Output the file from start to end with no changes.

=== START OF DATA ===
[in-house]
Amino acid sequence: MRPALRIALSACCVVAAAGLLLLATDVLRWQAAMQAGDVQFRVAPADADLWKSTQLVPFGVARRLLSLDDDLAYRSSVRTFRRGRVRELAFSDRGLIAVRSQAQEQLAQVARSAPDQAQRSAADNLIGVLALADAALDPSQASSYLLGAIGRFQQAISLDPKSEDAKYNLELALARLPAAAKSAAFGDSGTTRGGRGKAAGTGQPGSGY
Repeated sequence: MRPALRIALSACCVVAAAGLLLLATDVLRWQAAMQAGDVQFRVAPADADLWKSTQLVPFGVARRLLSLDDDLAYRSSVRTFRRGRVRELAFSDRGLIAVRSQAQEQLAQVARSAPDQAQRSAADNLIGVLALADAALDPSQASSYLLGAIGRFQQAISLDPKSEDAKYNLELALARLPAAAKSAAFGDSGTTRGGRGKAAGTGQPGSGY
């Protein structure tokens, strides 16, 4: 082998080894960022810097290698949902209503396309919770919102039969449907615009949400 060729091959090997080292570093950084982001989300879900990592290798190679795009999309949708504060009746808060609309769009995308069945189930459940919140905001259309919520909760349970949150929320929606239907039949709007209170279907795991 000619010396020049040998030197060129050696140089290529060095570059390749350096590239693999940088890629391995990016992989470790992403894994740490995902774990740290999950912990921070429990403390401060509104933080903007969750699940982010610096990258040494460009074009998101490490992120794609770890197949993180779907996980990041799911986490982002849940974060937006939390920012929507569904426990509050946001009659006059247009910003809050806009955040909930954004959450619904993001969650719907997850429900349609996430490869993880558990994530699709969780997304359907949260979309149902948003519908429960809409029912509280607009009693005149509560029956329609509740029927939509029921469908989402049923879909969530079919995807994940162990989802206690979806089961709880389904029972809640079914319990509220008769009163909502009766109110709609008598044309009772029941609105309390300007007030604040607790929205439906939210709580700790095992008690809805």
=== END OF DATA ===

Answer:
[in-house]
Amino acid sequence: MRPALRIALSACCVVAAAGLLLLATDVLRWQAAMQAGDVQFRVAPADADLWKSTQLVPFGVARRLLSLDDDLAYRSSVRTFRRGRVRELAFSDRGLIAVRSQAQEQLAQVARSAPDQAQRSAADNLIGVLALADAALDPSQASSYLLGAIGRFQQAISLDPKSEDAKYNLELALARLPAAAKSAAFGDSGTTRGGRGKAAGTGQPGSGY
Repeated sequence: MRPALRIALSACCVVAAAGLLLLATDVLRWQAAMQAGDVQFRVAPADADLWKSTQLVPFGVARRLLSLDDDLAYRSSVRTFRRGRVRELAFSDRGLIAVRSQAQEQLAQVARSAPDQAQRSAADNLIGVLALADAALDPSQASSYLLGAIGRFQQAISLDPKSEDAKYNLELALARLPAAAKSAAFGDSGTTRGGRGKAAGTGQPGSGY
């Protein structure tokens, strides 16, 4: 082998080894960022810097290698949902209503396309919770919102039969449907615009949400 060729091959090997080292570093950084982001989300879900990592290798190679795009999309949708504060009746808060609309769009995308069945189930459940919140905001259309919520909760349970949150929320929606239907039949709007209170279907795991 000619010396020049040998030197060129050696140089290529060095570059390749350096590239693999940088890629391995990016992989470790992403894994740490995902774990740290999950912990921070429990403390401060509104933080903007969750699940982010610096990258040494460009074009998101490490992120794609770890197949993180779907996980990041799911986490982002849940974060937006939390920012929507569904426990509050946001009659006059247009910003809050806009955040909930954004959450619904993001969650719907997850429900349609996430490869993880558990994530699709969780997304359907949260979309149902948003519908429960809409029912509280607009009693005149509560029956329609509740029927939509029921469908989402049923879909969530079919995807994940162990989802206690979806089961709880389904029972809640079914319990509220008769009163909502009766109110709609008598044309009772029941609105309390300007007030604040607790929205439906939210709580700790095992008690809805």